Figure 1.
Figure 1.

Intervention framework.

Citation: Journal of the National Comprehensive Cancer Network J Natl Compr Canc Netw 18, 5; 10.6004/jnccn.2019.7386

Usual Care

Participants receiving usual care could meet with a geriatrician upon request by the oncologist, patient, and/or family. However, no patients receiving usual care ultimately met with a geriatrician. All patients, regardless of group assignment, continued to receive routine oncology care throughout the study period.

Study Measures

Sociodemographic and Clinical Characteristics

Participants completed baseline study measures before randomization, and were asked to self-report their sex, race, relationship status, employment status, education level, annual income, and comorbid conditions. Information on age and cancer type was obtained from the EHR.

Patient-Reported Outcomes

At baseline and week 12, participants self-reported their QoL, symptoms, functional outcomes, communication confidence, and illness perceptions. To assess QoL, we used the Functional Assessment of Cancer Therapy-General (FACT-G), which has been validated for use in older adults with cancer.27 FACT-G consists of subscales assessing well-being across 4 domains (physical, functional, emotional, and social) during the preceding 7 days. Scores range from 0 to 108, with higher scores indicating better QoL.

To assess symptoms, we used the self-administered Edmonton Symptom Assessment System – Revised (ESAS-r), a validated tool for measuring symptoms.23 Each specific symptom is scored from 0 to 10 (0 = absence of the symptom; 10 = worst possible severity). Consistent with earlier research, we categorized the severity of ESAS scores as 0 (none), 1 to 3 (mild), 4 to 6 (moderate), and 7 to 10 (severe), and computed composite ESAS-physical and ESAS-total symptom scores.28,29 To measure depression symptoms, we used the 15-item Geriatric Depression Scale (GDS), with higher scores reflecting worse depression symptoms (range, 0–15,30 with scores >4 indicating the presence of clinically significant depression symptoms).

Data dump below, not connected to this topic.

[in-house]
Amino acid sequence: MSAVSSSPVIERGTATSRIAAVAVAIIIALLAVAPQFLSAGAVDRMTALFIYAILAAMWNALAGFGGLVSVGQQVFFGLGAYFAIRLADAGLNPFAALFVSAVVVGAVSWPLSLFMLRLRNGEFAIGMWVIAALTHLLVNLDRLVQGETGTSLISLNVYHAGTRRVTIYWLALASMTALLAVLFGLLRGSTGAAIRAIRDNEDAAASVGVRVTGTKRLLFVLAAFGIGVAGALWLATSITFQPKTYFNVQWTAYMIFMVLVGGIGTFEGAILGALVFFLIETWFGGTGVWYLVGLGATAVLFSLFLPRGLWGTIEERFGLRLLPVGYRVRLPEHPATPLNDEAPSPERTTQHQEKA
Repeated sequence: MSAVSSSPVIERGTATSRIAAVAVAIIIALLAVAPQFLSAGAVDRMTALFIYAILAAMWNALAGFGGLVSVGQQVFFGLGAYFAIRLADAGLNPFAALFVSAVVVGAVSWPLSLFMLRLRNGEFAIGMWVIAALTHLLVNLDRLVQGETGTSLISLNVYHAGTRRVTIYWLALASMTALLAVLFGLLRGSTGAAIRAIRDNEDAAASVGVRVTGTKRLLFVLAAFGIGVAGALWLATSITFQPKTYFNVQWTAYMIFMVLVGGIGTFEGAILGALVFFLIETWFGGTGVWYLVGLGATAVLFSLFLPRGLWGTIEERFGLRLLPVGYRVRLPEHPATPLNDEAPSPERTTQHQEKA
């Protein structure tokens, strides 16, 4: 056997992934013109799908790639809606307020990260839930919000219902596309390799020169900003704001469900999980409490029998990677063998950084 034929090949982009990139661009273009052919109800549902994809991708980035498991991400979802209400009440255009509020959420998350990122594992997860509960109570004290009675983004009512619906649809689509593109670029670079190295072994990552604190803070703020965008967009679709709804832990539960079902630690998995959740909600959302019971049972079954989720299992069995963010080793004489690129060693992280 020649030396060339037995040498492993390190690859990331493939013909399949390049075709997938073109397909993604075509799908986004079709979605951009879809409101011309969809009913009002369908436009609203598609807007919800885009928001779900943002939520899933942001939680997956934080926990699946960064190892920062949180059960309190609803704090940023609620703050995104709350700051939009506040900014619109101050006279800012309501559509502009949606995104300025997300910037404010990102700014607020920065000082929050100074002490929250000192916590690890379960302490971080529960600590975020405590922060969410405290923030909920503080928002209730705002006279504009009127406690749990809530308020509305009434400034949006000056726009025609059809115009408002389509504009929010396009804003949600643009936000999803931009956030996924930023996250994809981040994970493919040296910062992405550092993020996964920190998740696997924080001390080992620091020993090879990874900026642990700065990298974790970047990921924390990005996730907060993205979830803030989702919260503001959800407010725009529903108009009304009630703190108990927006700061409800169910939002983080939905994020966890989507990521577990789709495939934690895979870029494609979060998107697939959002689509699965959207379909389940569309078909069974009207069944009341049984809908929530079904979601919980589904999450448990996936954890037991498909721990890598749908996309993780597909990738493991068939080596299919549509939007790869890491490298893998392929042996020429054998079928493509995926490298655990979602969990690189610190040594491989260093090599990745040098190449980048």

To assess functional outcomes, we asked patients about their activities of daily living (ADLs) and instrumental activities of daily living (IADLs). For ADLs, we used a subscale from the Medical Outcomes Study to determine the number of independent ADLs (range, 0–10).31 For IADLs, we used a subscale from the Multidimensional Functional Assessment Questionnaire from the Older Americans Resources and Services Program to determine the number of independent IADLs (range, 0–7).32